Let’s say, hypothetically, you want to debate a comic book fan who hates when Marvel redefines one of its superheroes as being anyone other than a white man. You might point out that Iron Heart hasn’t hit stands yet, so no one knows if it’s any good. You might ask the offended person if they’ve actually read, say, Ms. Marvel or Mighty Thor or Spider-Gwen or Marvel’s Christmas issue, which featured both Gwenpool and She-Hulk, because all of those initially controversial series are actually pretty great.
The conservative comic book fan may ask, “Why doesn’t Marvel just create new characters who are people of color or genderqueer, or women?”, to which you can say, “hey idiot, they’ve been doing that too, for decades. Where have you been?” Here are the best original Marvel characters created since 2000 who are either queer, a person of color and/or a woman. None of them are tributary heroes trained by classic heroes — although there’s certainly nothing wrong with Cassandra Cain’s Batgirl, Spider-Gwen, Iron Heart, X-23, or Samantha Wilson’s Captain America. These characters have the unique, independent backstories and career trajectories that Marvel critics say they’d prefer over temporarily switching a character’s gender or ethnicity. That move, by the way, has been Marvel and DC’s modus operandi since, well, the beginning.
We decided not to include new characters like Lunella as Moon Girl, America Chavez as Ms. America, or Kamala Khan as Ms. Marvel, as all of those monikers previously belonged to white, female superheroes. These characters are pure OGs.
Cindy Moon first appeared in comic books in June 2014, as a classmate of Peter Parker’s who is also bitten by a radioactive spider — the same, in fact. By September 2014’s issue of Amazing Spider-Man, Cindy had taken on the Silk persona. The final panel in that comic depicted Peter Parker and Cindy Moon kissing, after Parker admitted he felt an opposite sort of Spidey Sense drawing him to her all the time.
Silk is included in this list because she has a rich backstory, and a solo series, that doesn’t involve Peter Parker, the genesis of the Spiderverse, at all. She’s also Korean American.
Koi Boi, whose actual name is Ken Shiga, was created in 2015, when they appeared in the sixth issue of Unbeatable Squirrel Girl. Though Doreen Green, the comic’s protagonist, gets a ton of attention from critics and fans, Koi Boi has their own appeal, as an even more ridiculous superhero than Squirrel Girl.
Shiga is also a great example of graceful, funny representation of transgendered people in kids’ comics. They simply spell their superhero name as “Boi”, rather than “Boy”, and in one panel appears to be wearing a binder. Creating a transgendered superhero, and allowing them to be funny without making their gender identity or expression part of the joke, was one of Marvel’s finest moments in 2015.
Aldrif Odinsdottir, or Angela
Technically, Angela was created by Neil Gaiman and Todd McFarlane in a 1993 issue of Spawn, which puts her origin off our lists’s time constraints. However, Gaiman won the rights to produce her character in future comics and sold them to Marvel. Her first Marvel appearances occurred in 2013 and 2014, which means the iteration most fans are now familiar hasn’t been around very long. Also, the 2014 “Original Sin” storyline gave her a defining characteristic that has stuck: she’s Loki and Thor’s sister.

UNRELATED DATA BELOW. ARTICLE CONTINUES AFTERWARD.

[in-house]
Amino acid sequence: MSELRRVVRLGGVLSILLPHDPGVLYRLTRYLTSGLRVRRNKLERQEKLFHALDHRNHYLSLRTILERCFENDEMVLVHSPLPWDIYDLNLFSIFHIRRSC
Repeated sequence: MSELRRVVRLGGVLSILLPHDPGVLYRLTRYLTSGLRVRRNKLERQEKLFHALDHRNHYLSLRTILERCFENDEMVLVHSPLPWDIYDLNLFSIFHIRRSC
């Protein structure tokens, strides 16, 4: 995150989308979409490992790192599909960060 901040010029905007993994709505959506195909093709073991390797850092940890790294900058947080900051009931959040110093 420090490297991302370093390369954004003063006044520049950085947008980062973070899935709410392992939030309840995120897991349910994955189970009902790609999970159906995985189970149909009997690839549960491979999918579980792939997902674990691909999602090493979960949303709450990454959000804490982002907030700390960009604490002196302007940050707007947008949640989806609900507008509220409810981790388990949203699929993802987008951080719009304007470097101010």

Sooraya Qadir first appeared in Marvel Comics in 2002, as an Afghani member of the Young X-Men. After being rescued by fellow mutants, she begins training in the United States as a superhero.
Qadir’s Muslim faith isn’t portrayed as a negative trait in the comics, which in itself is rare, but her traditional clothing has been the subject of some controversy, both in-world and out. While she technically wears an abaya with a niqāb, the other young mutants repeatedly refer to Qadir’s clothing as a burka. Gentle, another mutant, finally corrects them. Unfortunately, some Marvel artists have drawn Qadir’s clothing as skintight, which of course defeats the intented purpose of wearing an abaya.
The members of the runaways began their tenure in comics with a solo series in 2003. Low issue sales caused the series to be discontinued within a year, but the high sales of the trade paperback saw a revival in 2005.
Notable among the original, non-white-male characters in the series are Nico Minoru, a straight Japanese girl, Karolina Dean, a white lesbian girl, and Alex Wilder, a young black teenager. Nico went on to star in several spin-off comics, and is currently a member of Marvel’s all-female Avengers, A-Force.
The mutant Megan Gwynn first appeared in a 2004 issue of X-Men, and she is currently a member of A-Force. Her wings give her flight, she can produce hallucinogenic dust, and can teleport and banish demons from her plane.
Her backstory includes a childhood spent in a low-income Welsh mining town, and she was educated at the Xavier Institute.
Singularity, a female-presenting cosmic being, first appeared in the premiere issue of A-Force in 2015. She is similar to DC’s Starfire in disposition, often stumbling over her words or guessing incorrectly at human nature.
Because she’s able to alter her shape and size, and because she’s not technically an organic being, she has the ability to transport many people at once, inside of her, through different galaxies. When she last appeared in A-Force, Singularity detonates herself in order to save her fellow superheroes, and it’s not clear whether she’ll recover in future comics.